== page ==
IFS analysis of tax and benefit changes
The Institute For Fiscal Studies (IFS) says that the entire package of tax and benefit changes coming into force by 2014-15 is clearly regressive, including the tax increases put in train by Labour.
The Treasury analysis for the spending review document, which suggests otherwise, excludes a third of the benefit changes planned by the government and does not go up to 2014-15. The changes excluded by this are clearly regressive - they have the greatest effect, relative to income, on people at the lower end of the income scale.
The IFS also notes the inconsistency in the Treasury analysis - that it should make the heroic assumptions necessary to model the effect of, for example, the pupil premium across households, while making no effort to calculate the effect of removing council tax benefit and cutting housing benefit. The IFS says both are difficult to do and sensitive to the assumptions used - but benefit changes are much easier.
Update 14:41: To get a sense of the numbers involved - if you rank households by income, the poorest 10% of households will lose an average of roughly £550, or just over 5.5% of their net income, versus a roughly 4.5% loss for the top 10%.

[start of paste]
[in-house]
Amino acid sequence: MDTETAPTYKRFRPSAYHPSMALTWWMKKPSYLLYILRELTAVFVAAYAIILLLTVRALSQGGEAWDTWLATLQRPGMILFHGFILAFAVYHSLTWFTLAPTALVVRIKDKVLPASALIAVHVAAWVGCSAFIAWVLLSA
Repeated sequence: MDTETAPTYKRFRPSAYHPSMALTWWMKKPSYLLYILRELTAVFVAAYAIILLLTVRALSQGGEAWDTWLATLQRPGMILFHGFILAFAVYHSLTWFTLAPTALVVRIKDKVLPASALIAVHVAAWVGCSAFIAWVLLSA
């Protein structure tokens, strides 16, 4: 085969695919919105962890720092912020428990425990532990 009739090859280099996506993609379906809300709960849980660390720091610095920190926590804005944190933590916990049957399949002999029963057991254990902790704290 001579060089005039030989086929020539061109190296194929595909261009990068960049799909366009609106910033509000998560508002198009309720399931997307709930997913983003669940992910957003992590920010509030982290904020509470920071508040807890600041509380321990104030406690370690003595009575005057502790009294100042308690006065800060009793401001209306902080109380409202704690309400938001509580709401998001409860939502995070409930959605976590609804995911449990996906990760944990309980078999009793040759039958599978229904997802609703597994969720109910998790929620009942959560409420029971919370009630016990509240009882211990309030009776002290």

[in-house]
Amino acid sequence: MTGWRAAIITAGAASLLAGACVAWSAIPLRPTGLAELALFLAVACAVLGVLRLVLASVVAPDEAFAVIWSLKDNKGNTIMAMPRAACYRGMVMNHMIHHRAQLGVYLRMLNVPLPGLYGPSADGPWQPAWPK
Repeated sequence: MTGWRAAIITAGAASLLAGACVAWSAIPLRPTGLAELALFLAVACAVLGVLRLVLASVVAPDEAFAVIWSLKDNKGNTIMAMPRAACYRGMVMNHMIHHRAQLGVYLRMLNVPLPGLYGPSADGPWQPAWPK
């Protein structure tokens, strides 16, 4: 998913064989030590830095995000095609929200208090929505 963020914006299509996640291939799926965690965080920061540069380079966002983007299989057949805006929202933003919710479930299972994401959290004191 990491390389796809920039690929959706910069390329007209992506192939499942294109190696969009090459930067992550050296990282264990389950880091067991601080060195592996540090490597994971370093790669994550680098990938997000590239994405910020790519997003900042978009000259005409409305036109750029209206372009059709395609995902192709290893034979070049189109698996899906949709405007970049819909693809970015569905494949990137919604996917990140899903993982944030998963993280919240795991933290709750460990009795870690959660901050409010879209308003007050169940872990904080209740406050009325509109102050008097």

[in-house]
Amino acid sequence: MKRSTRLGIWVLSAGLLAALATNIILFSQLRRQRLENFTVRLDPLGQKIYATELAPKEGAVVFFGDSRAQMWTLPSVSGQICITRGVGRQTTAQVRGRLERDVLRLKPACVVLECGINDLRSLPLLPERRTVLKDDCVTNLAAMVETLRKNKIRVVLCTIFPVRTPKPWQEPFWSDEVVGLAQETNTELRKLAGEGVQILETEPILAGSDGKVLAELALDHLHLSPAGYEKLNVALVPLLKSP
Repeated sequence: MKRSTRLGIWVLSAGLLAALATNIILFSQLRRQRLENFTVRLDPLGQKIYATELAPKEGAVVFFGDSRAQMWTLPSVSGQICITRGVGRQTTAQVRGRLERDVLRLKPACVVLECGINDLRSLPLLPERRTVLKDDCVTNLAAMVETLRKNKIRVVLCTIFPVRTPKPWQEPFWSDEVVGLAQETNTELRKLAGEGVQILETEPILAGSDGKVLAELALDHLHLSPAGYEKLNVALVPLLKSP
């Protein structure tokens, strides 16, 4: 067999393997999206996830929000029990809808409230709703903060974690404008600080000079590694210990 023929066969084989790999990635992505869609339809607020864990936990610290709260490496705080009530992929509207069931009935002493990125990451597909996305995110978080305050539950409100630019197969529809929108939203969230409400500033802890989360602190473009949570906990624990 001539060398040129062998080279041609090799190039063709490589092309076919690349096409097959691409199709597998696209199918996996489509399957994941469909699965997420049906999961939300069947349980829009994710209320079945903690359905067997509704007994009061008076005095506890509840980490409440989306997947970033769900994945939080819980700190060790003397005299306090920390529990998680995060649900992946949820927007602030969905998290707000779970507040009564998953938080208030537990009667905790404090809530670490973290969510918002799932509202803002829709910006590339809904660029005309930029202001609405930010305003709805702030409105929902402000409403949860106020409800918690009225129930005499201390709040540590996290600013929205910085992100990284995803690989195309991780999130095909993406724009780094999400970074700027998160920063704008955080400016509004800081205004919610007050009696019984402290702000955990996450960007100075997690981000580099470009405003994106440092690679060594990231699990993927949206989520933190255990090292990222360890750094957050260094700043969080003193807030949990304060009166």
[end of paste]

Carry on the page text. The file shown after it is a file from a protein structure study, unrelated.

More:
The IFS does not like focussing on the bottom 10% because a lot of people in this group are students or have intermittent income and are not "poor" in the sense we usually mean. So, it is more comfortable talking about the changes being clearly regressive "across 90% of the income scale", because the top 10% (largely the top 2%) are paying more than most other groups.
However, if you rank households by spending rather than income, which the Treasury also does in some of its tables, the bottom 30% of households are all contributing more to the deficit reduction effort, as a share of their spending, than the top 10%.
Taking into account all tax and benefit changes up to 2014-15, the average loss across the bottom 30% is roughly 6% of their spending, versus just over 3% for the top 10%.
More generally: the IFS notes that the benefit changes have actually increased, slightly, the money going to pensioners. By far the biggest losers from the coalition's benefit changes will be families with children.
As I discussed in a post in August, it is an interesting irony of the coalition's approach that a plan which is supposed to be "saving our children from the burden of rising national debt" is being paid for, in large part, by families and children.
The baby boomers who benefited so much from the boom, and will start to retire next year, are being relatively protected from the costs of paying for the bust.